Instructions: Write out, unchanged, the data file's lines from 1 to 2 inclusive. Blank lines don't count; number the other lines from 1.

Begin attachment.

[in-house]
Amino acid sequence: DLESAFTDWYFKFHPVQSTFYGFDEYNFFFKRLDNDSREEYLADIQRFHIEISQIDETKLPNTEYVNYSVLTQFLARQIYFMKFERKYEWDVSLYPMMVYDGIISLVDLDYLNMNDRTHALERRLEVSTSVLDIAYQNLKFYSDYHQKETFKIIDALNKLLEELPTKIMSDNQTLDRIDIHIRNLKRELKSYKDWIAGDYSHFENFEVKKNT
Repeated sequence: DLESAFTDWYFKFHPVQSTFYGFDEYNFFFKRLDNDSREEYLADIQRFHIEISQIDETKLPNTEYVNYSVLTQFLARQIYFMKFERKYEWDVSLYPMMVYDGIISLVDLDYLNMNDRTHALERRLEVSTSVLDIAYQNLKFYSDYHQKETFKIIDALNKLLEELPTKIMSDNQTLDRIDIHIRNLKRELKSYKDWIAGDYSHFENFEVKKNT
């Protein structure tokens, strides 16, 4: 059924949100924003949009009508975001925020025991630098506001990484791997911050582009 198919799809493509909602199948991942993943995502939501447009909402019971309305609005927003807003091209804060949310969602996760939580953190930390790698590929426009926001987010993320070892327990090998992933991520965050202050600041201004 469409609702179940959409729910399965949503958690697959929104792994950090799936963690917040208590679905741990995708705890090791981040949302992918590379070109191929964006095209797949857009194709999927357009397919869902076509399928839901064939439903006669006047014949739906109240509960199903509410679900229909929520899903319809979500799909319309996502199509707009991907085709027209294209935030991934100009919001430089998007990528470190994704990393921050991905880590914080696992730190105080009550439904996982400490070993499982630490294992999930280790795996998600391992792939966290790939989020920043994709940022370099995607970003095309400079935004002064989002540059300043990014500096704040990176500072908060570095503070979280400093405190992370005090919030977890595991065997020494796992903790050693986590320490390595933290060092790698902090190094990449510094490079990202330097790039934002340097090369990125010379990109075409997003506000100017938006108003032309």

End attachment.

[in-house]
Amino acid sequence: DLESAFTDWYFKFHPVQSTFYGFDEYNFFFKRLDNDSREEYLADIQRFHIEISQIDETKLPNTEYVNYSVLTQFLARQIYFMKFERKYEWDVSLYPMMVYDGIISLVDLDYLNMNDRTHALERRLEVSTSVLDIAYQNLKFYSDYHQKETFKIIDALNKLLEELPTKIMSDNQTLDRIDIHIRNLKRELKSYKDWIAGDYSHFENFEVKKNT